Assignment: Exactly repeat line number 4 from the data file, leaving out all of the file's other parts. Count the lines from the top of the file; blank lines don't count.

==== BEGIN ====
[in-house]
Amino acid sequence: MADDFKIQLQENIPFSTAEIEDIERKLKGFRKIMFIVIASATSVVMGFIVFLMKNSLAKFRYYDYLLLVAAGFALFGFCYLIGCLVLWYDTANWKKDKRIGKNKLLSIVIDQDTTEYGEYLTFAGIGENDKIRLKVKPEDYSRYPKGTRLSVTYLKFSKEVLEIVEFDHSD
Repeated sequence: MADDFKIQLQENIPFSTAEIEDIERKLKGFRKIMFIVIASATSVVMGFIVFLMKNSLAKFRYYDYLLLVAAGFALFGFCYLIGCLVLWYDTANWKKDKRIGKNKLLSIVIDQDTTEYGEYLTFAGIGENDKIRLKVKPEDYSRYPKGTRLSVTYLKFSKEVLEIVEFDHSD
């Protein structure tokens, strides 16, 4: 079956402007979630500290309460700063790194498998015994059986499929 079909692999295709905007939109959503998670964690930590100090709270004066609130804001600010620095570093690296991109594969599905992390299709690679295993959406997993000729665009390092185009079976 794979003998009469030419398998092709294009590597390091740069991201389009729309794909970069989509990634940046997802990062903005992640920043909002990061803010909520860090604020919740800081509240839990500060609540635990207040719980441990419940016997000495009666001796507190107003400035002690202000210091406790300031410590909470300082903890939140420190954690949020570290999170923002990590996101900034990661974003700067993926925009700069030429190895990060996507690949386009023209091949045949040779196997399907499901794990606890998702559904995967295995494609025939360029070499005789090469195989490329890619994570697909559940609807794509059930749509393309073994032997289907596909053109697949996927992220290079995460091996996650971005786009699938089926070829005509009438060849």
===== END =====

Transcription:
């Protein structure tokens, strides 16, 4: 079956402007979630500290309460700063790194498998015994059986499929 079909692999295709905007939109959503998670964690930590100090709270004066609130804001600010620095570093690296991109594969599905992390299709690679295993959406997993000729665009390092185009079976 794979003998009469030419398998092709294009590597390091740069991201389009729309794909970069989509990634940046997802990062903005992640920043909002990061803010909520860090604020919740800081509240839990500060609540635990207040719980441990419940016997000495009666001796507190107003400035002690202000210091406790300031410590909470300082903890939140420190954690949020570290999170923002990590996101900034990661974003700067993926925009700069030429190895990060996507690949386009023209091949045949040779196997399907499901794990606890998702559904995967295995494609025939360029070499005789090469195989490329890619994570697909559940609807794509059930749509393309073994032997289907596909053109697949996927992220290079995460091996996650971005786009699938089926070829005509009438060849």